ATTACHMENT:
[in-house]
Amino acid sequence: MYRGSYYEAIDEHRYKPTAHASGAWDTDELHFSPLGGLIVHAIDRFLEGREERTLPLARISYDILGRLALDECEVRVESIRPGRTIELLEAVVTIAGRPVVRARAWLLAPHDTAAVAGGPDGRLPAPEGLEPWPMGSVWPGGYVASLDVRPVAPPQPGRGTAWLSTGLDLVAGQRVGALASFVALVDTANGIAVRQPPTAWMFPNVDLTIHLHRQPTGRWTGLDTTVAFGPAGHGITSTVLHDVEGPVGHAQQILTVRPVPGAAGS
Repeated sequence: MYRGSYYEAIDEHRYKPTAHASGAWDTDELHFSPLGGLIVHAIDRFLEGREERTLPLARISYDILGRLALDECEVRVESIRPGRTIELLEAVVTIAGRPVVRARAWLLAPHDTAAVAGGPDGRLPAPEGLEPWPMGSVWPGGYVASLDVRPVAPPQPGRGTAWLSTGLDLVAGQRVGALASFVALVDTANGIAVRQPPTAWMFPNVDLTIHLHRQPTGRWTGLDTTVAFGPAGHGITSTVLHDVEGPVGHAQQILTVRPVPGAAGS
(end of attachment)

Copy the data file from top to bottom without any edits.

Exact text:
[in-house]
Amino acid sequence: MYRGSYYEAIDEHRYKPTAHASGAWDTDELHFSPLGGLIVHAIDRFLEGREERTLPLARISYDILGRLALDECEVRVESIRPGRTIELLEAVVTIAGRPVVRARAWLLAPHDTAAVAGGPDGRLPAPEGLEPWPMGSVWPGGYVASLDVRPVAPPQPGRGTAWLSTGLDLVAGQRVGALASFVALVDTANGIAVRQPPTAWMFPNVDLTIHLHRQPTGRWTGLDTTVAFGPAGHGITSTVLHDVEGPVGHAQQILTVRPVPGAAGS
Repeated sequence: MYRGSYYEAIDEHRYKPTAHASGAWDTDELHFSPLGGLIVHAIDRFLEGREERTLPLARISYDILGRLALDECEVRVESIRPGRTIELLEAVVTIAGRPVVRARAWLLAPHDTAAVAGGPDGRLPAPEGLEPWPMGSVWPGGYVASLDVRPVAPPQPGRGTAWLSTGLDLVAGQRVGALASFVALVDTANGIAVRQPPTAWMFPNVDLTIHLHRQPTGRWTGLDTTVAFGPAGHGITSTVLHDVEGPVGHAQQILTVRPVPGAAGS